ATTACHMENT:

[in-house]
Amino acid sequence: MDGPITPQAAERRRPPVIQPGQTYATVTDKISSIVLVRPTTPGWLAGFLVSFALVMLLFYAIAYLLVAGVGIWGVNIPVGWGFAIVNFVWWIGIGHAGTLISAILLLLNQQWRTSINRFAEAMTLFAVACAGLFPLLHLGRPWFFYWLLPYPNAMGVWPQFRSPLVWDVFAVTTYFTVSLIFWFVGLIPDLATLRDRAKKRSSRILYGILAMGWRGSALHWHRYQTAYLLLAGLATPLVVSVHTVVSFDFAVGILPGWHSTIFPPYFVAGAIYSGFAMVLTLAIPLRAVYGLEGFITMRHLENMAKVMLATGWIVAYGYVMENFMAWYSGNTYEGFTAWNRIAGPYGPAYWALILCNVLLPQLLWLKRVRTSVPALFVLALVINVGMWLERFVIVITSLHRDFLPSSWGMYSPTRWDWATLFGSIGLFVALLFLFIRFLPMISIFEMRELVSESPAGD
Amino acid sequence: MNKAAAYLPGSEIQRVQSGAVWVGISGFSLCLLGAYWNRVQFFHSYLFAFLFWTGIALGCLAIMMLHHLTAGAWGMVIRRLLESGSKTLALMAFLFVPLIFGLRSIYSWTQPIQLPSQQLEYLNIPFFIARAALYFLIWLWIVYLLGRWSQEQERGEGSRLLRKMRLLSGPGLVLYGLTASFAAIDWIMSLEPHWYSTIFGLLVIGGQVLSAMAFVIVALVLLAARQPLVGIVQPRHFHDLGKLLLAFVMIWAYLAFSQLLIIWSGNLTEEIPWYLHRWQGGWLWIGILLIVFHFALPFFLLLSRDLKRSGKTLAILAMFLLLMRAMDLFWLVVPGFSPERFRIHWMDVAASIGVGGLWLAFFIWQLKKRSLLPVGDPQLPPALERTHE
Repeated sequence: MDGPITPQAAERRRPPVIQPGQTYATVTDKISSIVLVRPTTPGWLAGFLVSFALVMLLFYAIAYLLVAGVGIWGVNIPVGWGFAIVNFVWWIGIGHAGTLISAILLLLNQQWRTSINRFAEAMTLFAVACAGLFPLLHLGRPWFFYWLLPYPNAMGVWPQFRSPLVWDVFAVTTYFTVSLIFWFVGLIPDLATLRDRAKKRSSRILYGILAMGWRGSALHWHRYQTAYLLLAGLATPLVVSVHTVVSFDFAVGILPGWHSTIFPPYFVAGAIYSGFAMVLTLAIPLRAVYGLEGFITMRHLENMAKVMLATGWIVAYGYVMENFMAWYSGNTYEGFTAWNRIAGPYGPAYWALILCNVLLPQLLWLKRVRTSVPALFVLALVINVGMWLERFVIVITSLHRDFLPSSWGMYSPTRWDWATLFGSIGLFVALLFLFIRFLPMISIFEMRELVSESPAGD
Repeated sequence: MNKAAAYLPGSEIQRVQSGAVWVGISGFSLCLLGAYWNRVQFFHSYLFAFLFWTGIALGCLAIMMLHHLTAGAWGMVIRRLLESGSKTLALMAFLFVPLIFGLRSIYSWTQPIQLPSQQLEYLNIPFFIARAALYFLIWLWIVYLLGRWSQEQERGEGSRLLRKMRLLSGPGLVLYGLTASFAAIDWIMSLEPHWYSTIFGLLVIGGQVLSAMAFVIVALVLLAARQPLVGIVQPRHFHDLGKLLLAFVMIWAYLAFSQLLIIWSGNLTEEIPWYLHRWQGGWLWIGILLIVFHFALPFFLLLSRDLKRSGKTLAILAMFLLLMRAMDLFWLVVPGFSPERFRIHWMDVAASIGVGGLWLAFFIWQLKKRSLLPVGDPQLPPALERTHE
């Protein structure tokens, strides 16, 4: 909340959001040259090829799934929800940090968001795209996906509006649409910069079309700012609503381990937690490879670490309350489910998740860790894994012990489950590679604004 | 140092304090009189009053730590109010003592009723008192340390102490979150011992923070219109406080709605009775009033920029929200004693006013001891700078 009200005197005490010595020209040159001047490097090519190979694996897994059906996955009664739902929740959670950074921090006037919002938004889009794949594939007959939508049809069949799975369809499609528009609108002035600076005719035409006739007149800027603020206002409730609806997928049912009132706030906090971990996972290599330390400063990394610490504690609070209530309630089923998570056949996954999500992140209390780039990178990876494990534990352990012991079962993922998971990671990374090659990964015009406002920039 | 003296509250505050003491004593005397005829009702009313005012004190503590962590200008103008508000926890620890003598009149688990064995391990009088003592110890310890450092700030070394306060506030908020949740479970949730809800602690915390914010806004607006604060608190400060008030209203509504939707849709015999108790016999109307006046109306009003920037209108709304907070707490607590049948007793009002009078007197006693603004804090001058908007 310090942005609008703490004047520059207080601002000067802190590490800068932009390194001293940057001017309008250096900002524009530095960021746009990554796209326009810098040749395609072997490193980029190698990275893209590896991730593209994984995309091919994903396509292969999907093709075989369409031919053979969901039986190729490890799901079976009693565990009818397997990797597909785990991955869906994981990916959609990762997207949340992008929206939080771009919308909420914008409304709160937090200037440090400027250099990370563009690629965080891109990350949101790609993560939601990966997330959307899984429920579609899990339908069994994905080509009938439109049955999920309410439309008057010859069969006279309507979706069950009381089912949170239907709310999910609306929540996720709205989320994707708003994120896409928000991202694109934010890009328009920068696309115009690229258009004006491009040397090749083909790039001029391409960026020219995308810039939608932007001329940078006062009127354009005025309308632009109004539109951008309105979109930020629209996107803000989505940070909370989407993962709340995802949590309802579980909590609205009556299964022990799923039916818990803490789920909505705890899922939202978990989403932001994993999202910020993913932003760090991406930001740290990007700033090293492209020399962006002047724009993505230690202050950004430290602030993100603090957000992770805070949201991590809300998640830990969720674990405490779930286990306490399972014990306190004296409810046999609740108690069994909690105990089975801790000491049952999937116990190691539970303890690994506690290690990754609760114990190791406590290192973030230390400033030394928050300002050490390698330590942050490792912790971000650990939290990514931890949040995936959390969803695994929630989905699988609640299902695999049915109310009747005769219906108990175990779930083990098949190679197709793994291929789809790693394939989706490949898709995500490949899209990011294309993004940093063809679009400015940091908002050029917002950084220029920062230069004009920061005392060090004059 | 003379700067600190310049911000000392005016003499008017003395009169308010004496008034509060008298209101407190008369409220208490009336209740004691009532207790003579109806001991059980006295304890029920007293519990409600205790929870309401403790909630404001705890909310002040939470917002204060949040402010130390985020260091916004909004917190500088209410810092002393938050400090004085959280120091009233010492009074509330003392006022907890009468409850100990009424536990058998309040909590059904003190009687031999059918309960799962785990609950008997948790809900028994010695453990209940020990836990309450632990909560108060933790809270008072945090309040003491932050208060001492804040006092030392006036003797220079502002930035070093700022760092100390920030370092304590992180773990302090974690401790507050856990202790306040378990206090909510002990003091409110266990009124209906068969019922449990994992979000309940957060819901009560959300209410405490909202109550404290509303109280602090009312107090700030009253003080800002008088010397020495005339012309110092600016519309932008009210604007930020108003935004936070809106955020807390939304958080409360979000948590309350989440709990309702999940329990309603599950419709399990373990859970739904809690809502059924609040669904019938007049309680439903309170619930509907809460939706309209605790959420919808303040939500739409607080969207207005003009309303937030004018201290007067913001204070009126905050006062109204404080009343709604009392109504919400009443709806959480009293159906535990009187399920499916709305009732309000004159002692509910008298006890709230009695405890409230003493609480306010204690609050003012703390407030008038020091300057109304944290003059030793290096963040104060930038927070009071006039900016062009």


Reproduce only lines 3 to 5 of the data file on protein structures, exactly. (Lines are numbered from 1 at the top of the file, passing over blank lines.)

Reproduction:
Amino acid sequence: MNKAAAYLPGSEIQRVQSGAVWVGISGFSLCLLGAYWNRVQFFHSYLFAFLFWTGIALGCLAIMMLHHLTAGAWGMVIRRLLESGSKTLALMAFLFVPLIFGLRSIYSWTQPIQLPSQQLEYLNIPFFIARAALYFLIWLWIVYLLGRWSQEQERGEGSRLLRKMRLLSGPGLVLYGLTASFAAIDWIMSLEPHWYSTIFGLLVIGGQVLSAMAFVIVALVLLAARQPLVGIVQPRHFHDLGKLLLAFVMIWAYLAFSQLLIIWSGNLTEEIPWYLHRWQGGWLWIGILLIVFHFALPFFLLLSRDLKRSGKTLAILAMFLLLMRAMDLFWLVVPGFSPERFRIHWMDVAASIGVGGLWLAFFIWQLKKRSLLPVGDPQLPPALERTHE
Repeated sequence: MDGPITPQAAERRRPPVIQPGQTYATVTDKISSIVLVRPTTPGWLAGFLVSFALVMLLFYAIAYLLVAGVGIWGVNIPVGWGFAIVNFVWWIGIGHAGTLISAILLLLNQQWRTSINRFAEAMTLFAVACAGLFPLLHLGRPWFFYWLLPYPNAMGVWPQFRSPLVWDVFAVTTYFTVSLIFWFVGLIPDLATLRDRAKKRSSRILYGILAMGWRGSALHWHRYQTAYLLLAGLATPLVVSVHTVVSFDFAVGILPGWHSTIFPPYFVAGAIYSGFAMVLTLAIPLRAVYGLEGFITMRHLENMAKVMLATGWIVAYGYVMENFMAWYSGNTYEGFTAWNRIAGPYGPAYWALILCNVLLPQLLWLKRVRTSVPALFVLALVINVGMWLERFVIVITSLHRDFLPSSWGMYSPTRWDWATLFGSIGLFVALLFLFIRFLPMISIFEMRELVSESPAGD
Repeated sequence: MNKAAAYLPGSEIQRVQSGAVWVGISGFSLCLLGAYWNRVQFFHSYLFAFLFWTGIALGCLAIMMLHHLTAGAWGMVIRRLLESGSKTLALMAFLFVPLIFGLRSIYSWTQPIQLPSQQLEYLNIPFFIARAALYFLIWLWIVYLLGRWSQEQERGEGSRLLRKMRLLSGPGLVLYGLTASFAAIDWIMSLEPHWYSTIFGLLVIGGQVLSAMAFVIVALVLLAARQPLVGIVQPRHFHDLGKLLLAFVMIWAYLAFSQLLIIWSGNLTEEIPWYLHRWQGGWLWIGILLIVFHFALPFFLLLSRDLKRSGKTLAILAMFLLLMRAMDLFWLVVPGFSPERFRIHWMDVAASIGVGGLWLAFFIWQLKKRSLLPVGDPQLPPALERTHE